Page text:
By Shannon McIntire
Email has become an indispensable part of today’s work environment. At the same time, it can also be an overwhelming source of frustration as inboxes become more and more crowded. Writing effective emails is crucial in business communication because people have less and less time to spend reading each message. Here are five tips to make your business emails more effective.
1) Use good subject lines
A good subject line makes it easy for your recipient to immediately understand why you’ve sent them an email and to quickly determine what kind of response it requires.
Avoid vague subjects like “FYI” or “One more thing” (or worse, no subject at all) in favor of a subject that conveys information about the message. For example, the subject “Meeting” conveys less information than the subject “Meeting rescheduled.” Indeed, if you are relating just a single fact or asking a question, sometimes the subject line is all you need, such as “Meeting rescheduled for 1 p.m.” A meaningful subject line makes it much more likely that you will communicate your message.
Also, avoid using URGENT, IMPORTANT, exclamation marks and “*” in your subject because they are hallmarks of spam.
2) Keep it short
Most computer users don’t read what’s on their screen, they scan it. Keep text short. If possible, keep it short enough so users don’t have to scroll down. Text below the scroll line is more likely to be overlooked.
Put unrelated items in separate emails even if they are to the same person. It makes it easier to file the emails and find the information later.
3) Use white space
Keep paragraphs short and double space between them. Use bullet points for lists of items to make them easy to scan. Avoid a wall of text where information can be overlooked.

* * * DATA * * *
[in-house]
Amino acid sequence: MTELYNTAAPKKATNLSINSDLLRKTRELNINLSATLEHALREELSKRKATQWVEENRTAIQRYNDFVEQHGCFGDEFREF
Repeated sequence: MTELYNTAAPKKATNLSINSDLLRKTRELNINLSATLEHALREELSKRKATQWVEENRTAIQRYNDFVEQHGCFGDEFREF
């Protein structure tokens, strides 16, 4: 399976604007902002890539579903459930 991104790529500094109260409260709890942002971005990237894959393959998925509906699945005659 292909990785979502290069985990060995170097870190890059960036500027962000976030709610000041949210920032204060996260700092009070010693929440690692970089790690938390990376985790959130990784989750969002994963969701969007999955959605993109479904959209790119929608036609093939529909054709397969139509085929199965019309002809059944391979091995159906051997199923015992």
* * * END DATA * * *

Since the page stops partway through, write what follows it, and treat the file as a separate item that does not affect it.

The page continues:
4) Proofread your message
Even quick messages should get a second look before you hit send. For more important messages, ask a co-worker to proofread it for you. Use standard capitalization, punctuation, spelling and grammar.
Do not use all caps because in computer “netiquette” that means shouting. All lower case writing is confusing and unprofessional. Both are hard to read.
5) Avoid embedded images and “fancy” fonts
Even though many email programs allow users to have elaborate backgrounds, embedded images, and colored fonts of all shapes and sizes, that doesn’t mean you should do it.
Backgrounds and elaborate font styles make emails physically hard to read. Embedded images increase the size of the message so it takes longer to download. If the recipient has their email set to receive “text only,” HTML formatting can be completely garbled.
Stick to a simple black font like Arial or Verdana at 10 or 12 pt. on a white screen to keep your messages readable.
Edited to add: Chris Anderson, who runs the TED conferences, just launched a website called emailcharter.org. It’s 10 principles that are designed to ease the problem of email overload. New York Times technology writer David Pogue also writes about his overflowing InBox in his June 30 column.
Thanks to Tricia Brauer at the Library for the heads up on both of these!